Last week one of the mothers from school died in a motorbike accident. Her name was Nikki. At her funeral, the people close to her stood and spoke; so bravely in the face of their grief, about who she was, about how it felt to be without her. She had three children, the youngest was born on the same day as my son.  Her son and middle daughter both went through the junior school years with my two.

My most vivid memory of her is the time she hosted our Year Group party at her house. She opened the front door in a floor length emerald green silk dress. She was stunning.  The sight of her long, willowy form, the wow factor of her gregarious personality and beauty.  It was both intimidating and impressive. It’s hard to comprehend that she is not here anymore.

The tragedy brought into sharp focus the gift that each day truly is.  I think this truth is always close to my consciousness, yet still, it slips away sometimes. I forget the inevitable and get bogged down with all the daily tasks and endless aggravations of life. I lose sight of how lucky I am to be alive, to be able to have conversations with my babies as they take on the incremental approximations of their adult selves. To hold them when they cry and raise the bar for them when they need to push a bit more. I’m here, parenting and loving. That’s no small thing at all. But oh, my mind has so many questions!

I’ve been wondering, why. Why we strive for things. I don’t know why I tried so hard to put my kids through expensive schools, now they are happy in our local schools. I don’t know why I care so much about the state of the carpet that I won’t invite people over. I don’t know why I strive to do it all.. all. of. the. time. It makes me grumpy and listless and down.  I wonder why I feel like a failure if I’m not groomed, cheerful and deeply fulfilled as I go about my many thankless tasks, like so many other women seem to be. I wonder if I should be. I wonder what it is all for. I wonder if it will all be worth it in the end.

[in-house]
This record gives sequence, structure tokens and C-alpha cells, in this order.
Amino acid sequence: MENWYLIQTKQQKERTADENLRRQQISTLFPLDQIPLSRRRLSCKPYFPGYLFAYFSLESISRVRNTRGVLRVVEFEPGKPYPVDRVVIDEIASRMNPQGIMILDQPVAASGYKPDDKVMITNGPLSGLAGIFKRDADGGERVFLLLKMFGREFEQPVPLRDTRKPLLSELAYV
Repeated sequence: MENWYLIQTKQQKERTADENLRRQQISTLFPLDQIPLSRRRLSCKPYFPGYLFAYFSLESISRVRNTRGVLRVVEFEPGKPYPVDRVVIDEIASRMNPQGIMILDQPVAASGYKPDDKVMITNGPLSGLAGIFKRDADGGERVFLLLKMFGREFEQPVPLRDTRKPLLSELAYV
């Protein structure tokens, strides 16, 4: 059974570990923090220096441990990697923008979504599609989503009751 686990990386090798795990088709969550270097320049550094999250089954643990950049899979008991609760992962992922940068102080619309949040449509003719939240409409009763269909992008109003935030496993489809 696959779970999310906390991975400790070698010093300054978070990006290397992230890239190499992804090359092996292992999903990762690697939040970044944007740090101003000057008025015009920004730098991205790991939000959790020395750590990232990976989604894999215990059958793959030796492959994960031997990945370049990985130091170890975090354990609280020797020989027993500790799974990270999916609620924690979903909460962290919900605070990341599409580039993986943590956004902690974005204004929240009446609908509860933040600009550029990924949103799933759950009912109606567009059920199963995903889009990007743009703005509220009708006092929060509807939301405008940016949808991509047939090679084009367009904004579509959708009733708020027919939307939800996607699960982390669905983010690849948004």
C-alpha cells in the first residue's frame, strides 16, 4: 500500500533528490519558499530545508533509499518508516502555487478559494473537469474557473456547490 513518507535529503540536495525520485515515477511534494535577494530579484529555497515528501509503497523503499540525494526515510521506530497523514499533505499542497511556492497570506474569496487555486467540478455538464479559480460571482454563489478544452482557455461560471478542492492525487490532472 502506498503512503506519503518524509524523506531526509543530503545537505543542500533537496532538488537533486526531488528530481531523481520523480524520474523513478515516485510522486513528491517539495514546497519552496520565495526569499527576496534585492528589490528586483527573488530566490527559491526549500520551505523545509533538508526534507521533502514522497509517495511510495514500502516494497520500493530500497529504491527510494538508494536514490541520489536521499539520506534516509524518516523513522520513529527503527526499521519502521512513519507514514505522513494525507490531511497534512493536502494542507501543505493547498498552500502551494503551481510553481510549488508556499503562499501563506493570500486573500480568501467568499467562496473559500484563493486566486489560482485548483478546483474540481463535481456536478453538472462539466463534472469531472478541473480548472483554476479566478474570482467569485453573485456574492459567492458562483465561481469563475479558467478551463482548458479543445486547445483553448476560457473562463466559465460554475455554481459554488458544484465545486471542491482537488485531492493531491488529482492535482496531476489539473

Do you wonder about that?
Here we are, alive and able to love.  We breathe, our hearts pump the baseline rhythm, our feet syncopating a melody we never pause to hear. We are so consumed with the minutae of our micro-worlds.  The planet turns, ice caps melt, species become extinct, wars burn through vast swathes of humanity, mothers die, stars are born, lava erupts from our molten core. Rainbows arch across the sky above the school gates.  And on goes another load of washing.

I’m going to leave here a beautiful song, as a tribute to all the people who have left us, we hope, for a ‘better place’. My friend played it for me last Friday. She’d been to Paul McCartney’s recent concert and she knew I would love this song as much as she does.  When Nikki died, her family and friends pulled together a truly beautiful funeral service. At the end of the end there was some kind of tragic peace, some sort of beauty and grace as they faced their final farewell. I wish all my wondering could help me comprehend why things like this happen.  There is too much sadness in the world.  I hope he is right and at the end of the end, there is no need to be sad.

I don’t understand anything.